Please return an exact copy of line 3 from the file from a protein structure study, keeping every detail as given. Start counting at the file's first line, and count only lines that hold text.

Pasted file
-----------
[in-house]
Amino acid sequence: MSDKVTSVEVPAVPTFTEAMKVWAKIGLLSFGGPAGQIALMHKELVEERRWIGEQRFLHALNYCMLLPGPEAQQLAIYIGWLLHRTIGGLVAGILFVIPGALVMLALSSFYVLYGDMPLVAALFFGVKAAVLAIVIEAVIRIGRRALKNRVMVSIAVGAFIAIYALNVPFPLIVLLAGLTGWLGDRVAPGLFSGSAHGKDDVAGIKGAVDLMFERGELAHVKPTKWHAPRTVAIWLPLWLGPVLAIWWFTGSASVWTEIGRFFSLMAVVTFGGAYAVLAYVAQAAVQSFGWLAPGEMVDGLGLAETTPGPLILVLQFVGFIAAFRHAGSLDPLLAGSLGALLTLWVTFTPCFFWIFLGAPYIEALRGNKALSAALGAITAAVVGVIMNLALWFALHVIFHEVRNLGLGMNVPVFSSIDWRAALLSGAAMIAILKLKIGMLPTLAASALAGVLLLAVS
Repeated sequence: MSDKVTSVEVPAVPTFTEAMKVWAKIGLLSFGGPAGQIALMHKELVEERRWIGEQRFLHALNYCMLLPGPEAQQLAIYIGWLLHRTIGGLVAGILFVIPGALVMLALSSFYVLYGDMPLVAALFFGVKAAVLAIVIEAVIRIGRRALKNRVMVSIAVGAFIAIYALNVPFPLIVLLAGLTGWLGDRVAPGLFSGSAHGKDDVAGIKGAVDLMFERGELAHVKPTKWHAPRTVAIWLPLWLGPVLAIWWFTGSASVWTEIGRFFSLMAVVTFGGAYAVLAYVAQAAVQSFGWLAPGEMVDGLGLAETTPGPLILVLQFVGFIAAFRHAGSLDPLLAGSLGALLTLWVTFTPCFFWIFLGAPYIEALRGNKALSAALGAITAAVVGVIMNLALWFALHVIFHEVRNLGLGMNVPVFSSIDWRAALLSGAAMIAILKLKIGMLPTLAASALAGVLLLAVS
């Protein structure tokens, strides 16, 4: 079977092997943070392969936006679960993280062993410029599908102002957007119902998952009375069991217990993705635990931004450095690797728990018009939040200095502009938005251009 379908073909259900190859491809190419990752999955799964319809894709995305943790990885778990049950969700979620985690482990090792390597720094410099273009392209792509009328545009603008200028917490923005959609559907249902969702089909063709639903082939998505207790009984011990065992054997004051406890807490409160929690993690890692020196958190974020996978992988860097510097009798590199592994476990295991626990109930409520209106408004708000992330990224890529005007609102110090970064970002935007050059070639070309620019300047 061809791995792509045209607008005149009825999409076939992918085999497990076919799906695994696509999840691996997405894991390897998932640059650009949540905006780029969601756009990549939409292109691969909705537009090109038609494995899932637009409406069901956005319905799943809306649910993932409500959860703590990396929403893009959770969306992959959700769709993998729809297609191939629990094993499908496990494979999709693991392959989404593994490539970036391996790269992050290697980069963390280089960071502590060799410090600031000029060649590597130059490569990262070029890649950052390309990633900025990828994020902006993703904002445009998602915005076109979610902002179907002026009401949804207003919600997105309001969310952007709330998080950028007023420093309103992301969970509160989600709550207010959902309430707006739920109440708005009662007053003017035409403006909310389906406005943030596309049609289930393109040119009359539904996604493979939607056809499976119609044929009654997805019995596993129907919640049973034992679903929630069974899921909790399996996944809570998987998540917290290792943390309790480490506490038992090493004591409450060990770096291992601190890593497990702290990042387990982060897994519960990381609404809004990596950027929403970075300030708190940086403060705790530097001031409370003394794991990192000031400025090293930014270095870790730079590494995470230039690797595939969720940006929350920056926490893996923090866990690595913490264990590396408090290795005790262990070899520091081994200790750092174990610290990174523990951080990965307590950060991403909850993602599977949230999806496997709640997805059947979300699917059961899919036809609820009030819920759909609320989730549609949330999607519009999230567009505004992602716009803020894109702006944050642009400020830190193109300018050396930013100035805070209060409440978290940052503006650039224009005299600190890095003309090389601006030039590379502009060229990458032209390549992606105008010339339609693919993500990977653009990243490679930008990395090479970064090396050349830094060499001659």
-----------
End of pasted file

Repeated sequence: MSDKVTSVEVPAVPTFTEAMKVWAKIGLLSFGGPAGQIALMHKELVEERRWIGEQRFLHALNYCMLLPGPEAQQLAIYIGWLLHRTIGGLVAGILFVIPGALVMLALSSFYVLYGDMPLVAALFFGVKAAVLAIVIEAVIRIGRRALKNRVMVSIAVGAFIAIYALNVPFPLIVLLAGLTGWLGDRVAPGLFSGSAHGKDDVAGIKGAVDLMFERGELAHVKPTKWHAPRTVAIWLPLWLGPVLAIWWFTGSASVWTEIGRFFSLMAVVTFGGAYAVLAYVAQAAVQSFGWLAPGEMVDGLGLAETTPGPLILVLQFVGFIAAFRHAGSLDPLLAGSLGALLTLWVTFTPCFFWIFLGAPYIEALRGNKALSAALGAITAAVVGVIMNLALWFALHVIFHEVRNLGLGMNVPVFSSIDWRAALLSGAAMIAILKLKIGMLPTLAASALAGVLLLAVS